We have faced a problem of lack of qualified engineers to service and maintain our machines; to the extent that once a machine breaks down we have to bring in an engineer from outside.

The Hospital used to face a problem of unstable electricity power leading to the use of a generator which is costly.

What makes Kampala Hospital different from other Health facilities in Uganda?

Unlike other health facilities at Kampala Hospital we have got a various types of doctors including part-time doctors from top medical facilities like Mulago to supplement on our full-time staff thus ensuring that our patients are well catered for.

One of the rooms on the hospital's private wing

One of the rooms on the hospital’s private wing

We have a number one private wing section well equipped with all necessities that a patient needs.

We have questionnaire for our patients where we engage them on how to improve our services and we don’t take their advice for granted.

What difference do Ugandan doctors have compared to other doctors on the international market?

Ugandan doctors are very good because most of them are fluent in speaking English as well as eager to learn new things

We understand that Kampala Hospital is rebranding. Tell us more about the thinking behind this.

It’s true we are rebranding on Tuesday next week and it is a big function on which we are going to unveil to the public all that is offered at Kampala Hospital

Re branding is going to help us a lot in establishing ourselves among our customers especially those who didn’t know much about our services and location.

 

What are the future plans for Kampala Hospital?

We are planning to expand it from a seventy bed hospital to two hundred bed facility of course will all the necessary medical equipment.

What have found interesting during your one and half year stay in Uganda?

Ugandans are very welcoming people, they are ambitious and very hard working, if you want something done tomorrow, they’ll tell you, yes it can be done tomorrow. That’s not quite the case in the Netherlands.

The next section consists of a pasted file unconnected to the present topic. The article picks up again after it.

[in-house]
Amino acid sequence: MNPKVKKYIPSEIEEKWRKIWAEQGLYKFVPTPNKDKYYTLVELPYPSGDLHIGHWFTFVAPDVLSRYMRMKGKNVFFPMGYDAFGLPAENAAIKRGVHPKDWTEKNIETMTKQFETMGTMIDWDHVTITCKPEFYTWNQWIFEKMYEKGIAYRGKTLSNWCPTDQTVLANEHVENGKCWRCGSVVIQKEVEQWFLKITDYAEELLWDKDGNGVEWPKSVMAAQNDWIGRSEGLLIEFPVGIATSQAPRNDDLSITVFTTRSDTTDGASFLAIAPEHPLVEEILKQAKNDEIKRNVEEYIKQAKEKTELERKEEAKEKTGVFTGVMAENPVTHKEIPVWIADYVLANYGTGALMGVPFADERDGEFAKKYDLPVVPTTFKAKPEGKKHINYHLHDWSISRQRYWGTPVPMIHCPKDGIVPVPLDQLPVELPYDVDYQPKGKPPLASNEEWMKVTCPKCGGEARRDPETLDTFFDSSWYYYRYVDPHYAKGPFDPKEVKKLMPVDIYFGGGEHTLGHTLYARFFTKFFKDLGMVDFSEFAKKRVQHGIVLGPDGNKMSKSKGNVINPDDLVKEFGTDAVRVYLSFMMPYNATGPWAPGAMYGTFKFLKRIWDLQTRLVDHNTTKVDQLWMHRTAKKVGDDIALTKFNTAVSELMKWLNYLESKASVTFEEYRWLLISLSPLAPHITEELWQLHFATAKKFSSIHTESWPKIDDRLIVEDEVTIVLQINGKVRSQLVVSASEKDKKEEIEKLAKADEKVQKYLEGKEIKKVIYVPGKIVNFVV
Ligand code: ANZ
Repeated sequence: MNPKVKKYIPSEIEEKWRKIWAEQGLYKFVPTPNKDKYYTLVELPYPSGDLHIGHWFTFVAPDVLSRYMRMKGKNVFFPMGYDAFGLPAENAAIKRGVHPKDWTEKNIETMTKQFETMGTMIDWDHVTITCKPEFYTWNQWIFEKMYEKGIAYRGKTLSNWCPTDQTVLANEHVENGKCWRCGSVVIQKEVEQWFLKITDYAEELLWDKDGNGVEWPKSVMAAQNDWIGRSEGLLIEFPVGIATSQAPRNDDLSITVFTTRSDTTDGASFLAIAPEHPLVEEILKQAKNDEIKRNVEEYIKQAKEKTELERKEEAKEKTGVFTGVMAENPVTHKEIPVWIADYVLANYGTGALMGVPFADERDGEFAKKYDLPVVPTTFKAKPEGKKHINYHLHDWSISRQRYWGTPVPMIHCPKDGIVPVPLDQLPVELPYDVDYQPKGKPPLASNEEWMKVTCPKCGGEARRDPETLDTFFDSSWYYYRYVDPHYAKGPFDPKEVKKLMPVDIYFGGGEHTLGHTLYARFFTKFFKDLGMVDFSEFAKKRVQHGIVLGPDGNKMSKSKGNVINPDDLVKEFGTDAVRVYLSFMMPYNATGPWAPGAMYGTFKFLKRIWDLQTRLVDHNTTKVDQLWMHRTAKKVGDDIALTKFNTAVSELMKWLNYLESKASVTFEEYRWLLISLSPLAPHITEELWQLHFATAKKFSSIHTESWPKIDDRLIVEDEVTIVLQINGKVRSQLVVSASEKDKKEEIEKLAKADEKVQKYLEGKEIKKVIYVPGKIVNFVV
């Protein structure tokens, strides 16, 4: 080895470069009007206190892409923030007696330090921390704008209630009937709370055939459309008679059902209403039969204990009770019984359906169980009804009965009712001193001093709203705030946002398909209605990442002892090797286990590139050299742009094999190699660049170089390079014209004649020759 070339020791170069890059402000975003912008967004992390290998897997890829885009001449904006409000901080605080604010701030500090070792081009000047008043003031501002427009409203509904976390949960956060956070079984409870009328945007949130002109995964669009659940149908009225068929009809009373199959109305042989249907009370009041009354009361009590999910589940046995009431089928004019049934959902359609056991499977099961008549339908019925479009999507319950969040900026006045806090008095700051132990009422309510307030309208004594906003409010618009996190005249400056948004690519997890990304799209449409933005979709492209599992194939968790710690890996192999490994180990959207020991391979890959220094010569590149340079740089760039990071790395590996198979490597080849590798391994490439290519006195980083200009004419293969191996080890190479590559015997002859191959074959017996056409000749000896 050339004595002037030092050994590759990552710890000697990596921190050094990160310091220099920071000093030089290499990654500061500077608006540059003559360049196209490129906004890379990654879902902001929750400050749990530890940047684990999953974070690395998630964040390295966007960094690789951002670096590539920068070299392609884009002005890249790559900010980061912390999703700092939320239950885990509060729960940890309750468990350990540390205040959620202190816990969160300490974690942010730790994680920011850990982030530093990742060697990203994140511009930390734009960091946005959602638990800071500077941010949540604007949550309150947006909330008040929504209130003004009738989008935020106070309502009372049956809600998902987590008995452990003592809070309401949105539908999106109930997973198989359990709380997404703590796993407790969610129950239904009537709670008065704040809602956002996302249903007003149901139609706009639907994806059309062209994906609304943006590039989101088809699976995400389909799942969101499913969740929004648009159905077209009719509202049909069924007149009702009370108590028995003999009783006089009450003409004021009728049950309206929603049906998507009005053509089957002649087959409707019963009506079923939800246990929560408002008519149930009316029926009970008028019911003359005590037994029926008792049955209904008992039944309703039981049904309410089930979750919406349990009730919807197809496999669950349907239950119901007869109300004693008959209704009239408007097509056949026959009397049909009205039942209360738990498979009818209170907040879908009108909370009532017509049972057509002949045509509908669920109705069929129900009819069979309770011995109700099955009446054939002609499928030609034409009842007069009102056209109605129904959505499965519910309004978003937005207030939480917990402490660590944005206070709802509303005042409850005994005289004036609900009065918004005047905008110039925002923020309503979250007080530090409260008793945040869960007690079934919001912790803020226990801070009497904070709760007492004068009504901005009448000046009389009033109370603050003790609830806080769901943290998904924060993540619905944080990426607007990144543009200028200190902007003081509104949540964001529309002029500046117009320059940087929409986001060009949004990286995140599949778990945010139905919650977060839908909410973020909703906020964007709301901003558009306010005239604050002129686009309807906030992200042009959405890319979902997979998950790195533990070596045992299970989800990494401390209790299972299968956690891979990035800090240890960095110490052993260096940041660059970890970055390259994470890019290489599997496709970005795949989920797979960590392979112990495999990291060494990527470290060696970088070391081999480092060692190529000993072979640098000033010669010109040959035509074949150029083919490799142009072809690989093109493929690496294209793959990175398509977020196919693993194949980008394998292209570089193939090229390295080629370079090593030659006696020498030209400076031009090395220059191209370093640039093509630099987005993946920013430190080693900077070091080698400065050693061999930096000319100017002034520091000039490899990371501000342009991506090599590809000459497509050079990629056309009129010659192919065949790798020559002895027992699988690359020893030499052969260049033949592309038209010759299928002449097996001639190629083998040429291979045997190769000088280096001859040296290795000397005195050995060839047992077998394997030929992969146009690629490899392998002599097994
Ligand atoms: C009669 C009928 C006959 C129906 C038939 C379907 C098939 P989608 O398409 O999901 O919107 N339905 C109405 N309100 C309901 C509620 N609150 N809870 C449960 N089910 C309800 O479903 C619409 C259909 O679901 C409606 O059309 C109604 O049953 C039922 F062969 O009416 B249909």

But the food…It’s mostly matooke, beans and posho. Back home people have dishes from all over the world as well as art and music.  Also the family life here is quite traditional; people have so many children.

On the road, it’s quite chaotic. There are no rules, except when you drive into traffic police. If it’s a two way road, you see people creating the third lane and the forth lane, and then block the traffic from the other side! I think that jam in Kampala is not caused by the number of cars but the way Ugandans drive.

But the good thing is that when you are in the jam, it’s not boring; there’s a lot going on, you see people pacing around you on bodas, you could actually do all your shopping in the jam, people are selling all sorts of things; newspapers, shoes …”

The environment is fantastic.  It’s not like anything I have seen elsewhere in the world.  It’s here that it rains heavily in the morning and in the afternoon it is shining bright.

What do you do over the weekends?

I usually go to Game parks like Lake Mburo national park where I enjoy the weekend with my family in a cool natural environment which is not here in the city

At times I go out and enjoy live music at places like Gatomato, Live Mic and other places in town

Advice to Ugandans?

I call upon all Ugandans before preparing to go abroad for any surgery and treatment; they should make consultations with medical experts here.

Many of them waste a lot of time and resource travelling outside the country while something could have been sorted out here.